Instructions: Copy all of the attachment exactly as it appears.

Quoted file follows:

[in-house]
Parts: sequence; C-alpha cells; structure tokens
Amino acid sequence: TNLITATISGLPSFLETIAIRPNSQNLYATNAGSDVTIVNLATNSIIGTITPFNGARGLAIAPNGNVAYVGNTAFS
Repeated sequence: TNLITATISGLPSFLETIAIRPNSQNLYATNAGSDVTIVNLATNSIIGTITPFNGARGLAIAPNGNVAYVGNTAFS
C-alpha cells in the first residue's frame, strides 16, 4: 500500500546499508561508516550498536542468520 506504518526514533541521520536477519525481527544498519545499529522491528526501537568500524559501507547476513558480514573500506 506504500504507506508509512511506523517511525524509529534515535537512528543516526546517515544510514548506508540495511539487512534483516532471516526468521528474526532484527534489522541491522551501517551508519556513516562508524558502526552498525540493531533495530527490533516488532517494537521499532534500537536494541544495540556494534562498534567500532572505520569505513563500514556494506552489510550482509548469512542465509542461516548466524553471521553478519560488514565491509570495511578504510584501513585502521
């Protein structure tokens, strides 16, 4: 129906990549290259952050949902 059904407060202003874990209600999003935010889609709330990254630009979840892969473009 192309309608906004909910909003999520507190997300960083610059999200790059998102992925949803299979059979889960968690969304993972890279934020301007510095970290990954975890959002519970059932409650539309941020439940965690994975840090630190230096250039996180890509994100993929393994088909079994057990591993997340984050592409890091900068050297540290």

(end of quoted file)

[in-house]
Parts: sequence; C-alpha cells; structure tokens
Amino acid sequence: TNLITATISGLPSFLETIAIRPNSQNLYATNAGSDVTIVNLATNSIIGTITPFNGARGLAIAPNGNVAYVGNTAFS
Repeated sequence: TNLITATISGLPSFLETIAIRPNSQNLYATNAGSDVTIVNLATNSIIGTITPFNGARGLAIAPNGNVAYVGNTAFS
C-alpha cells in the first residue's frame, strides 16, 4: 500500500546499508561508516550498536542468520 506504518526514533541521520536477519525481527544498519545499529522491528526501537568500524559501507547476513558480514573500506 506504500504507506508509512511506523517511525524509529534515535537512528543516526546517515544510514548506508540495511539487512534483516532471516526468521528474526532484527534489522541491522551501517551508519556513516562508524558502526552498525540493531533495530527490533516488532517494537521499532534500537536494541544495540556494534562498534567500532572505520569505513563500514556494506552489510550482509548469512542465509542461516548466524553471521553478519560488514565491509570495511578504510584501513585502521
């Protein structure tokens, strides 16, 4: 129906990549290259952050949902 059904407060202003874990209600999003935010889609709330990254630009979840892969473009 192309309608906004909910909003999520507190997300960083610059999200790059998102992925949803299979059979889960968690969304993972890279934020301007510095970290990954975890959002519970059932409650539309941020439940965690994975840090630190230096250039996180890509994100993929393994088909079994057990591993997340984050592409890091900068050297540290």